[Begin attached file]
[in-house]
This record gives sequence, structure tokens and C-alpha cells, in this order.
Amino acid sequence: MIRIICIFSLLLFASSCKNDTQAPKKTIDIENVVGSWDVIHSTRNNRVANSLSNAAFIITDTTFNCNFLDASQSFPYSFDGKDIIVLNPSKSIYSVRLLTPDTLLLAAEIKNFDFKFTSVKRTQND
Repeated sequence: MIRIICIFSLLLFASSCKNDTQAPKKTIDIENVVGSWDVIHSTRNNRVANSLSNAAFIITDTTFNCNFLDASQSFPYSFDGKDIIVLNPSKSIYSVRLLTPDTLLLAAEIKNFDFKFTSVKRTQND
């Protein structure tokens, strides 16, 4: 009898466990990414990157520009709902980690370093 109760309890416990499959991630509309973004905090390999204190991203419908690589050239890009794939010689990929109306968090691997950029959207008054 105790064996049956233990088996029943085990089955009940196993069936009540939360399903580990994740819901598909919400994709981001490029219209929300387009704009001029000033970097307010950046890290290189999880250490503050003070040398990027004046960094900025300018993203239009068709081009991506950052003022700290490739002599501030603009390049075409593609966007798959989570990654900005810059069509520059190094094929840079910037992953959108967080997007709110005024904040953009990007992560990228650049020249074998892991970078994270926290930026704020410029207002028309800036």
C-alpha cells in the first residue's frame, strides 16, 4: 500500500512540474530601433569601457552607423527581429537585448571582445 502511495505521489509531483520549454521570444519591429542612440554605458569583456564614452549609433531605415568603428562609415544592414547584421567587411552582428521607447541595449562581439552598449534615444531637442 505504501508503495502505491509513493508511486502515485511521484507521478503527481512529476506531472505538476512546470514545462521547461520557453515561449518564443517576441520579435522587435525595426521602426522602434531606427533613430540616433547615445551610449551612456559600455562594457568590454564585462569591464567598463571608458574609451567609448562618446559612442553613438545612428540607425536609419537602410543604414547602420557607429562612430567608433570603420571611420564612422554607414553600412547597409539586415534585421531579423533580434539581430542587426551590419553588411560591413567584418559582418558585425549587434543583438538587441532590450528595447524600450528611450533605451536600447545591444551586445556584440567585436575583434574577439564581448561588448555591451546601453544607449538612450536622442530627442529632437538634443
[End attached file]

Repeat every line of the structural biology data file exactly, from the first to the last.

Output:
[in-house]
This record gives sequence, structure tokens and C-alpha cells, in this order.
Amino acid sequence: MIRIICIFSLLLFASSCKNDTQAPKKTIDIENVVGSWDVIHSTRNNRVANSLSNAAFIITDTTFNCNFLDASQSFPYSFDGKDIIVLNPSKSIYSVRLLTPDTLLLAAEIKNFDFKFTSVKRTQND
Repeated sequence: MIRIICIFSLLLFASSCKNDTQAPKKTIDIENVVGSWDVIHSTRNNRVANSLSNAAFIITDTTFNCNFLDASQSFPYSFDGKDIIVLNPSKSIYSVRLLTPDTLLLAAEIKNFDFKFTSVKRTQND
């Protein structure tokens, strides 16, 4: 009898466990990414990157520009709902980690370093 109760309890416990499959991630509309973004905090390999204190991203419908690589050239890009794939010689990929109306968090691997950029959207008054 105790064996049956233990088996029943085990089955009940196993069936009540939360399903580990994740819901598909919400994709981001490029219209929300387009704009001029000033970097307010950046890290290189999880250490503050003070040398990027004046960094900025300018993203239009068709081009991506950052003022700290490739002599501030603009390049075409593609966007798959989570990654900005810059069509520059190094094929840079910037992953959108967080997007709110005024904040953009990007992560990228650049020249074998892991970078994270926290930026704020410029207002028309800036």
C-alpha cells in the first residue's frame, strides 16, 4: 500500500512540474530601433569601457552607423527581429537585448571582445 502511495505521489509531483520549454521570444519591429542612440554605458569583456564614452549609433531605415568603428562609415544592414547584421567587411552582428521607447541595449562581439552598449534615444531637442 505504501508503495502505491509513493508511486502515485511521484507521478503527481512529476506531472505538476512546470514545462521547461520557453515561449518564443517576441520579435522587435525595426521602426522602434531606427533613430540616433547615445551610449551612456559600455562594457568590454564585462569591464567598463571608458574609451567609448562618446559612442553613438545612428540607425536609419537602410543604414547602420557607429562612430567608433570603420571611420564612422554607414553600412547597409539586415534585421531579423533580434539581430542587426551590419553588411560591413567584418559582418558585425549587434543583438538587441532590450528595447524600450528611450533605451536600447545591444551586445556584440567585436575583434574577439564581448561588448555591451546601453544607449538612450536622442530627442529632437538634443